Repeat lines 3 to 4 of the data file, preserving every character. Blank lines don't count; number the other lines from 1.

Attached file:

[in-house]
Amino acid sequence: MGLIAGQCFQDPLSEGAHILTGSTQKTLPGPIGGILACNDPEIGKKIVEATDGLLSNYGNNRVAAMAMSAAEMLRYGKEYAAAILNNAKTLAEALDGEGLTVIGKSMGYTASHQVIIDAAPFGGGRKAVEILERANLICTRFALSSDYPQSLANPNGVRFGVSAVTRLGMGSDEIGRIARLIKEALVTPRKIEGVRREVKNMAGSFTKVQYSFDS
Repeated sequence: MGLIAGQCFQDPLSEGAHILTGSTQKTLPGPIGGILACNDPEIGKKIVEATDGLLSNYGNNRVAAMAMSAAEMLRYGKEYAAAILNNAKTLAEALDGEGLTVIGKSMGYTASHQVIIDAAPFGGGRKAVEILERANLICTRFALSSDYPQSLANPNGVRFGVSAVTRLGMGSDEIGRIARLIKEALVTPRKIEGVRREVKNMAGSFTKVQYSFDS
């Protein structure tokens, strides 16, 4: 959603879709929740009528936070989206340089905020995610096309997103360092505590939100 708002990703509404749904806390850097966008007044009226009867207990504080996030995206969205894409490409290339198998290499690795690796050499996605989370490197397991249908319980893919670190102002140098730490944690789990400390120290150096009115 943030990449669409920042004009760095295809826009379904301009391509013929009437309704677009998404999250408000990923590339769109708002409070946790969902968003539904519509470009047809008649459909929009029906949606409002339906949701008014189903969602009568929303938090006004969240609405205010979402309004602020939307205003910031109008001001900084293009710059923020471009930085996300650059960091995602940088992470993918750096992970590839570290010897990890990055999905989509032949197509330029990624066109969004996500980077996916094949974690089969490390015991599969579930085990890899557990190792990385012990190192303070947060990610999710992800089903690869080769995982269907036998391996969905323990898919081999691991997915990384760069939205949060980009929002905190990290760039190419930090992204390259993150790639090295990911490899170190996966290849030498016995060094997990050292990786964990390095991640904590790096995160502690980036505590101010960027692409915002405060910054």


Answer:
Repeated sequence: MGLIAGQCFQDPLSEGAHILTGSTQKTLPGPIGGILACNDPEIGKKIVEATDGLLSNYGNNRVAAMAMSAAEMLRYGKEYAAAILNNAKTLAEALDGEGLTVIGKSMGYTASHQVIIDAAPFGGGRKAVEILERANLICTRFALSSDYPQSLANPNGVRFGVSAVTRLGMGSDEIGRIARLIKEALVTPRKIEGVRREVKNMAGSFTKVQYSFDS
């Protein structure tokens, strides 16, 4: 959603879709929740009528936070989206340089905020995610096309997103360092505590939100 708002990703509404749904806390850097966008007044009226009867207990504080996030995206969205894409490409290339198998290499690795690796050499996605989370490197397991249908319980893919670190102002140098730490944690789990400390120290150096009115 943030990449669409920042004009760095295809826009379904301009391509013929009437309704677009998404999250408000990923590339769109708002409070946790969902968003539904519509470009047809008649459909929009029906949606409002339906949701008014189903969602009568929303938090006004969240609405205010979402309004602020939307205003910031109008001001900084293009710059923020471009930085996300650059960091995602940088992470993918750096992970590839570290010897990890990055999905989509032949197509330029990624066109969004996500980077996916094949974690089969490390015991599969579930085990890899557990190792990385012990190192303070947060990610999710992800089903690869080769995982269907036998391996969905323990898919081999691991997915990384760069939205949060980009929002905190990290760039190419930090992204390259993150790639090295990911490899170190996966290849030498016995060094997990050292990786964990390095991640904590790096995160502690980036505590101010960027692409915002405060910054």